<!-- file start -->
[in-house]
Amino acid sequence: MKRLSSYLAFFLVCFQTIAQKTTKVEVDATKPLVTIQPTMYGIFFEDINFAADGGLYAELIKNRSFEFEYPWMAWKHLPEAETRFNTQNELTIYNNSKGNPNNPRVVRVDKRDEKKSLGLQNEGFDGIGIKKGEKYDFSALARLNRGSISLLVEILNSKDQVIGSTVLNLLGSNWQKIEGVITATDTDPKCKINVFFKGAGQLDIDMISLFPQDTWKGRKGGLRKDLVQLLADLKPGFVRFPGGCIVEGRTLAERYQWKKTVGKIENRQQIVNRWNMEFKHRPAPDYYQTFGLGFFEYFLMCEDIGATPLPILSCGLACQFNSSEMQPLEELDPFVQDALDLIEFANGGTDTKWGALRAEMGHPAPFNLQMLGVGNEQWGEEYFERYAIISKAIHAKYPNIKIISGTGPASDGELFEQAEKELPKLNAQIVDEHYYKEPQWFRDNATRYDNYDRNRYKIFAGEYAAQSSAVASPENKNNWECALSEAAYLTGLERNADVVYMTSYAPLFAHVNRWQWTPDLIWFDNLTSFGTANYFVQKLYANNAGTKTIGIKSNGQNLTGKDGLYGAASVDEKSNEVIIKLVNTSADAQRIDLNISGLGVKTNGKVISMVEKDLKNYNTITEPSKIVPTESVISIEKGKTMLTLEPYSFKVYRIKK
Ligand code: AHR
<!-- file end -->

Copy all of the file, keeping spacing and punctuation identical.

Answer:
[in-house]
Amino acid sequence: MKRLSSYLAFFLVCFQTIAQKTTKVEVDATKPLVTIQPTMYGIFFEDINFAADGGLYAELIKNRSFEFEYPWMAWKHLPEAETRFNTQNELTIYNNSKGNPNNPRVVRVDKRDEKKSLGLQNEGFDGIGIKKGEKYDFSALARLNRGSISLLVEILNSKDQVIGSTVLNLLGSNWQKIEGVITATDTDPKCKINVFFKGAGQLDIDMISLFPQDTWKGRKGGLRKDLVQLLADLKPGFVRFPGGCIVEGRTLAERYQWKKTVGKIENRQQIVNRWNMEFKHRPAPDYYQTFGLGFFEYFLMCEDIGATPLPILSCGLACQFNSSEMQPLEELDPFVQDALDLIEFANGGTDTKWGALRAEMGHPAPFNLQMLGVGNEQWGEEYFERYAIISKAIHAKYPNIKIISGTGPASDGELFEQAEKELPKLNAQIVDEHYYKEPQWFRDNATRYDNYDRNRYKIFAGEYAAQSSAVASPENKNNWECALSEAAYLTGLERNADVVYMTSYAPLFAHVNRWQWTPDLIWFDNLTSFGTANYFVQKLYANNAGTKTIGIKSNGQNLTGKDGLYGAASVDEKSNEVIIKLVNTSADAQRIDLNISGLGVKTNGKVISMVEKDLKNYNTITEPSKIVPTESVISIEKGKTMLTLEPYSFKVYRIKK
Ligand code: AHR